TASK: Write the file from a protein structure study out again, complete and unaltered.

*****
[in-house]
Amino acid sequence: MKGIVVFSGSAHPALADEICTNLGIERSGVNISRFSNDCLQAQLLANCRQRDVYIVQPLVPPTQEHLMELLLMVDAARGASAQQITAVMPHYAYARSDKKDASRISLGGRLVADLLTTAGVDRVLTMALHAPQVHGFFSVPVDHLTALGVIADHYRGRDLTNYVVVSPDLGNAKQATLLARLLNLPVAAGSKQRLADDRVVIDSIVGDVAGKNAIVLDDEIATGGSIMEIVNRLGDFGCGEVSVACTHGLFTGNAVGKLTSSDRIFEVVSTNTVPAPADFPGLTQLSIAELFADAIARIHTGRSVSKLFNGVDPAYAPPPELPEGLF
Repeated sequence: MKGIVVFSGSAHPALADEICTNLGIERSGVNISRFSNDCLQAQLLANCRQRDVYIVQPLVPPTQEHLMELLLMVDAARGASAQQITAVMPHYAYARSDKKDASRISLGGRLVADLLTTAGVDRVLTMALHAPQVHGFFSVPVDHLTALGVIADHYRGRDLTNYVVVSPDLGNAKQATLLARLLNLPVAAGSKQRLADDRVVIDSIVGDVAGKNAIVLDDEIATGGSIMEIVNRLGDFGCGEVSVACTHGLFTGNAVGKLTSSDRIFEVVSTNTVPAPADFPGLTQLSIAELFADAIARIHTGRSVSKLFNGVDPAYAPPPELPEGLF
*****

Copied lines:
[in-house]
Amino acid sequence: MKGIVVFSGSAHPALADEICTNLGIERSGVNISRFSNDCLQAQLLANCRQRDVYIVQPLVPPTQEHLMELLLMVDAARGASAQQITAVMPHYAYARSDKKDASRISLGGRLVADLLTTAGVDRVLTMALHAPQVHGFFSVPVDHLTALGVIADHYRGRDLTNYVVVSPDLGNAKQATLLARLLNLPVAAGSKQRLADDRVVIDSIVGDVAGKNAIVLDDEIATGGSIMEIVNRLGDFGCGEVSVACTHGLFTGNAVGKLTSSDRIFEVVSTNTVPAPADFPGLTQLSIAELFADAIARIHTGRSVSKLFNGVDPAYAPPPELPEGLF
Repeated sequence: MKGIVVFSGSAHPALADEICTNLGIERSGVNISRFSNDCLQAQLLANCRQRDVYIVQPLVPPTQEHLMELLLMVDAARGASAQQITAVMPHYAYARSDKKDASRISLGGRLVADLLTTAGVDRVLTMALHAPQVHGFFSVPVDHLTALGVIADHYRGRDLTNYVVVSPDLGNAKQATLLARLLNLPVAAGSKQRLADDRVVIDSIVGDVAGKNAIVLDDEIATGGSIMEIVNRLGDFGCGEVSVACTHGLFTGNAVGKLTSSDRIFEVVSTNTVPAPADFPGLTQLSIAELFADAIARIHTGRSVSKLFNGVDPAYAPPPELPEGLF